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LATE JUNE 2001: WE FINALLY MAKE IT TO THE LAND OF THE RISING SUN!

VISA-AGE.The final part of the Korean Work Visa acquisition process involves a trip out of the country because these can only be issued OUTSIDE Korea. Once one's application has been approved, one then has to take the approval form to a Korean Embassy in another country for the visa to be stamped into one's passport. A silly system, but at least it gave us a good excuse to get on a plane again and take the chance to see Japan at last. We spent a couple of days in the south of Japan, in and around the city of Osaka on the island of Honshu. It's Japan's 2nd-biggest city and is a short haul from the country's original capital, Kyoto, which is still regarded as the seat of Japanese culture. The place is tremendously expensive but you get what you pay for - quality! We were amazed at the neatness and the prettiness of the area, without ANY of the urban debris that normally characterises Asian cities. 
LESS GILT (MORE GUILT?) Despite their horrendous reputation for barbarity in wartime, the Japanese have created a society whose ancient symbols seem elegantly beautiful and anything BUT barbarous. For example, the Hongan-Ji temple in Kyoto which we visited on our first morning there. We bumped into a South African bloke called Lian and wandered around quietly inside what's reputed to be the largest wooden structure in Japan while the sounds of Buddhist chants swirled around us. Quite different from the murky and incense-filled bedlam of the O.T.T-coloured Taoist temples in China.
GARDEN GAIJIN. (Gaijin means 'foreigner' in Japanese). Later, we visited an ancient Imperial Garden which was all that one would expect from Japanese gardens. Exquisitely laid-out, serence, and a pretty damn decent place to spend time. There were some quirky aspects to the place, though - for example, the cryptic signs reading "Warning! Beware of the bee."  and "No through!" Oh - and there were so many huge Koi and other fish in the lake that I'm sure it'd've been possible to walk across on their heads as they massed expectantly for breadcrumbs in the shallows. We didn't have any (breadcrumbs, I mean).
THATCHED ROOVES! A 45-minute amble through Kyoto followed. We were blown away by the neatness and low-down PRETTY-ness of Japan. It is really completely different from the crap-strewn, grimy, concrete urban armpits that generally pass for cities in Asia. We strolled through the amazingly tidy backstreets of Kyoto, revelling in the quaint mix of old wooden houses and state-of-the-art vending machines on almost every street corner. Hunger and thirst were kept at bay courtesy of the $1.50 Asahi beers from the vending machines and the $1 triangles of sticky rice encased in crisp, dry sheets of seaweed and filled with tuna or beef which are called - erm - dunnowatitisi! ? We finally got to Nijo Castle, in central Ky˘to. It was built in the early 17th century by Tokugawa Ieyasu, the founder of the Tokugawa dynasty of Japan. The walled compound is surrounded by a moat and the main palace building features a wide array of hidden defence mechanisms, including strategically placed squeaking floor boards, (called the Nightingale Floors because of the bird-like chirrups the floorboards make as you move across them) concealed chambers, and trapdoors. There is also a surprising amount of thatch to be seen - as you can see on the main palace gate behind me in the pic.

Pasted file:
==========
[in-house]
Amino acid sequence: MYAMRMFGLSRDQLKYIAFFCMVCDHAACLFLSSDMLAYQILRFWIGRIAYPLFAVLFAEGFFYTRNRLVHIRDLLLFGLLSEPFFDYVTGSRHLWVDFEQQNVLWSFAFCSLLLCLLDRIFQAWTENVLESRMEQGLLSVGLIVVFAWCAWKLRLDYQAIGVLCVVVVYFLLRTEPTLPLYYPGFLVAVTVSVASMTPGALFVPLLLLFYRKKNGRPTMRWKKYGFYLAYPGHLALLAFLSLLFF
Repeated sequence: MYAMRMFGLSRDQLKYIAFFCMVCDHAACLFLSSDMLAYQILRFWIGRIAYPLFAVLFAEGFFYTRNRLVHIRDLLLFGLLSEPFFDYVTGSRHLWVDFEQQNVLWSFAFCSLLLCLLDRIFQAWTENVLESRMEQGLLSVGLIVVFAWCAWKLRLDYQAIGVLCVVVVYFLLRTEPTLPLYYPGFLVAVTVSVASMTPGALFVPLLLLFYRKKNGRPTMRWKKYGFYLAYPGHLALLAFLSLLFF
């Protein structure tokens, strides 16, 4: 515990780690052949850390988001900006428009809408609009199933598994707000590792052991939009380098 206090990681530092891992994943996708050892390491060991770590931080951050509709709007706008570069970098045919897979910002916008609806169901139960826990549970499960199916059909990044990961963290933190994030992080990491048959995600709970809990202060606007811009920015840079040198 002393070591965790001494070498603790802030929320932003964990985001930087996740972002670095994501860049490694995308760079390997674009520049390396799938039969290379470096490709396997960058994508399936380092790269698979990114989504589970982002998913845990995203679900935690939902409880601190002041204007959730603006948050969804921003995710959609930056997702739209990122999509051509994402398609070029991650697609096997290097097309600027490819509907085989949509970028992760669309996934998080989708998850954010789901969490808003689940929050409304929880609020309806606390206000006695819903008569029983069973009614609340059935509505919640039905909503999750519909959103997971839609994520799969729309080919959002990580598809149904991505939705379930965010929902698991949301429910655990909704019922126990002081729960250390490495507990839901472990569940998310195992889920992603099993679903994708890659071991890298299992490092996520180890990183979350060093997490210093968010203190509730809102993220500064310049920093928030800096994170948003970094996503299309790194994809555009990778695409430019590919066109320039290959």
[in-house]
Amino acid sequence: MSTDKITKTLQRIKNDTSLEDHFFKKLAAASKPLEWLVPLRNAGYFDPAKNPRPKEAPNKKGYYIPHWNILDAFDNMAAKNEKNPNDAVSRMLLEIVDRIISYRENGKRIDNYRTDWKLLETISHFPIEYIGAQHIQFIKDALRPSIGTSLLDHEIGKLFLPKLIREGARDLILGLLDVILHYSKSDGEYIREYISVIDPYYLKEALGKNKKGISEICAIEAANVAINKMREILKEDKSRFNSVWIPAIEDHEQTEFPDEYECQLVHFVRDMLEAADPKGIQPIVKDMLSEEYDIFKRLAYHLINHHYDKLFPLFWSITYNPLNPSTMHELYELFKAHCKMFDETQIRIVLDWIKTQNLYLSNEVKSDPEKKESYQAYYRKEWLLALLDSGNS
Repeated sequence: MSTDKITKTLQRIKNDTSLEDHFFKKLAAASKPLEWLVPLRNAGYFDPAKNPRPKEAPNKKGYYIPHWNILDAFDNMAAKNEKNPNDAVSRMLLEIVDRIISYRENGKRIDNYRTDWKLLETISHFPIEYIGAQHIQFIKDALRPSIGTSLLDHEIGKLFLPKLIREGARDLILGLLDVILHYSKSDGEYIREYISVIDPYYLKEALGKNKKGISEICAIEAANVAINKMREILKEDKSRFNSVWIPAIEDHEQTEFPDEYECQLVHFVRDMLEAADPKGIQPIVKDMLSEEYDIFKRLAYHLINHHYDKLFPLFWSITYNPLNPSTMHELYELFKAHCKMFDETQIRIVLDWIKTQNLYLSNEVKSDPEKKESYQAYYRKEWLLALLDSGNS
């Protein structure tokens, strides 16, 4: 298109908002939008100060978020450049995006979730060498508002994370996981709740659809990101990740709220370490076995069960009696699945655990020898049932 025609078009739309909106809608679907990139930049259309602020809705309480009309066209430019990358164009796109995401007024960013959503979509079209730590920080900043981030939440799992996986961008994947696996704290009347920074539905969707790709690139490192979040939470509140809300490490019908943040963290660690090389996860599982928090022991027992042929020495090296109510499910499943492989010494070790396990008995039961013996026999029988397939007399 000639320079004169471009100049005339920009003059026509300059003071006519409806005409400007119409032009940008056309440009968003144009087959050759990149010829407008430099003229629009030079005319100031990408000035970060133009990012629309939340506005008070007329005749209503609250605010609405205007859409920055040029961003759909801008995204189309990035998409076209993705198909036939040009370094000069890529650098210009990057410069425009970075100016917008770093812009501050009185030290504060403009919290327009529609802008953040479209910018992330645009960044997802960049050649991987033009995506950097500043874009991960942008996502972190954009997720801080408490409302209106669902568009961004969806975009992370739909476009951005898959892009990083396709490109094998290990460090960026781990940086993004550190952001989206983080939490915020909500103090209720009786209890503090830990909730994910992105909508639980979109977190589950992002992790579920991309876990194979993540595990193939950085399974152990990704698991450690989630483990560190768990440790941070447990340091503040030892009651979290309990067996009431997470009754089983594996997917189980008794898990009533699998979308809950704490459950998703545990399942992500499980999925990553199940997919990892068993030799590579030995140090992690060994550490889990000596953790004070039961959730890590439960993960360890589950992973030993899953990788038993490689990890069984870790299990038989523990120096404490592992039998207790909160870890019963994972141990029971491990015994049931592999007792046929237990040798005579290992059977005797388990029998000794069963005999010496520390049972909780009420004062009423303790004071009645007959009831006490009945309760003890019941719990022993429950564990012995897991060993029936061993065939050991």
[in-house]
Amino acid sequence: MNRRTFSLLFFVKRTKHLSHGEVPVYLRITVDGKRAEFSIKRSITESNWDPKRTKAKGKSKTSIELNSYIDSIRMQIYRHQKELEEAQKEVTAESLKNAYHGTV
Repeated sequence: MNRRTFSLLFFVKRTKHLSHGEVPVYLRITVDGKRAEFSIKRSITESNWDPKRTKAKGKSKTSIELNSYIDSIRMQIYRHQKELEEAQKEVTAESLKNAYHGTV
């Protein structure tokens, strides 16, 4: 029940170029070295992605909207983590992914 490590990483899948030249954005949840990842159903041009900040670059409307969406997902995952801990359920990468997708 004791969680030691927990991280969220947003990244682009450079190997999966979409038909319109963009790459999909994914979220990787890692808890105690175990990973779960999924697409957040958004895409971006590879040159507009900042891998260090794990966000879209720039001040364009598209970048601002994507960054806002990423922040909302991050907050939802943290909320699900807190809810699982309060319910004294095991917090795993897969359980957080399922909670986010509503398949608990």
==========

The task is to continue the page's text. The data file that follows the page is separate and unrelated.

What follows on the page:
OSAKA CASTLE. Monday morning was spent at the Osaka Temple complex, killing time while we waited to collect our visas from the Korean Embassy. Originally built as the HQ of Shogun Hideyoshi (the warlord who first unified Japan about 400 years ago), the place has been flattened more than once by lightning, fires, civil war or American bombers, but it's been nicely restored where possible and is really worth a visit. The top of the main tower provides a fantastic view of Osaka City across the double moats of the castle, but doesn't reveal many traces of the networks of huge canals that used to give this port the nickname of 'The Venice Of Japan' - they were also trashed by Allied bombing towards the end of the Second World War.
LAFFIN IT UP.  We stayed at a hotel in the America Mura (America Square) area of central Osaka. It had a double bed and cost about US$70 a night, a very reasonable price for Osaka. The place even threw in some very nice trad-style robes, complete with the timeless legend "ASAHI PLAZA HOTEL". It's enough to make anyone lose their grip on reality. However, the area itself was even MORE alternative: it has got to be the funkiest place I have ever seen, complete with the latest trend in hairstyles - a huge, shaggy perm that emulates that mini-Afro style that was so 'in' in the 70s. When they're not looking like extras from a 'Mod-Squad' anniversary special, the Japanese are dressing up like rap-stars (complete with fake tan), black leather-encased Goths, safety pin-studded punks, or dayglo-spangled groupies from a Walt Disney merchandising company staff party. There is nothing they will not wear, and the variety of 'looks' is gobsmacking. No wonder people find Japan such a decent place to live - the place BUZZES! We'll be there within the next year or two, that's for sure.
BACK WE GO. After collecting our visa-stamped passports, we headed back to collect our luggage from the hotel and took the bus back to Kansai Airport. The trip took about 40 minutes, 25 of which were spent passing through one after another of Osaka's port and harbour areas. The place is HUGE! We finally crossed the 3.5km bridge to the man-made island on which the airport lies, and were checked in really quickly - to discover that Kansai airport has the worst airport restaurants and cafes we've ever experienced. Gripe. Well, at least the flight home was nice. Laetitia even took this picture...

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